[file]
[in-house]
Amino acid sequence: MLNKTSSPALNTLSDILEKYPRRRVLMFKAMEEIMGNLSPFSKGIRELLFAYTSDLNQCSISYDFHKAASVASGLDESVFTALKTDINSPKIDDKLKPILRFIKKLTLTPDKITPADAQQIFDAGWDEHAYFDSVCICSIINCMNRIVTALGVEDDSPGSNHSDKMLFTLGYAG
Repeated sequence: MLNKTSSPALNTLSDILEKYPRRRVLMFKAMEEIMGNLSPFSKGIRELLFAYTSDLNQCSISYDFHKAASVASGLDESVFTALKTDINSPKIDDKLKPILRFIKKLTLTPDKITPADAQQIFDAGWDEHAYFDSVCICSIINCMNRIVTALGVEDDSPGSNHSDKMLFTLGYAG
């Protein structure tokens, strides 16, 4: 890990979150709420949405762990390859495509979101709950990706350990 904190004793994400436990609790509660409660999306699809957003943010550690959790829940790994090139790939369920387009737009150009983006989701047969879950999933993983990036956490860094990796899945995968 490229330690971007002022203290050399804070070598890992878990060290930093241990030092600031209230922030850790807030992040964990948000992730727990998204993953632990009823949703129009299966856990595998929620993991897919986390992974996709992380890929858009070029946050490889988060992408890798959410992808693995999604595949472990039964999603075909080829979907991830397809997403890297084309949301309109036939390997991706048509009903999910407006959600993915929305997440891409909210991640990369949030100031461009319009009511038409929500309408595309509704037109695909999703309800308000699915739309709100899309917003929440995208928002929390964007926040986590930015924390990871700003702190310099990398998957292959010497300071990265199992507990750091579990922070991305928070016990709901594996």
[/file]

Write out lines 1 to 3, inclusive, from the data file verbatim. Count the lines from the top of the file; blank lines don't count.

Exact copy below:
[in-house]
Amino acid sequence: MLNKTSSPALNTLSDILEKYPRRRVLMFKAMEEIMGNLSPFSKGIRELLFAYTSDLNQCSISYDFHKAASVASGLDESVFTALKTDINSPKIDDKLKPILRFIKKLTLTPDKITPADAQQIFDAGWDEHAYFDSVCICSIINCMNRIVTALGVEDDSPGSNHSDKMLFTLGYAG
Repeated sequence: MLNKTSSPALNTLSDILEKYPRRRVLMFKAMEEIMGNLSPFSKGIRELLFAYTSDLNQCSISYDFHKAASVASGLDESVFTALKTDINSPKIDDKLKPILRFIKKLTLTPDKITPADAQQIFDAGWDEHAYFDSVCICSIINCMNRIVTALGVEDDSPGSNHSDKMLFTLGYAG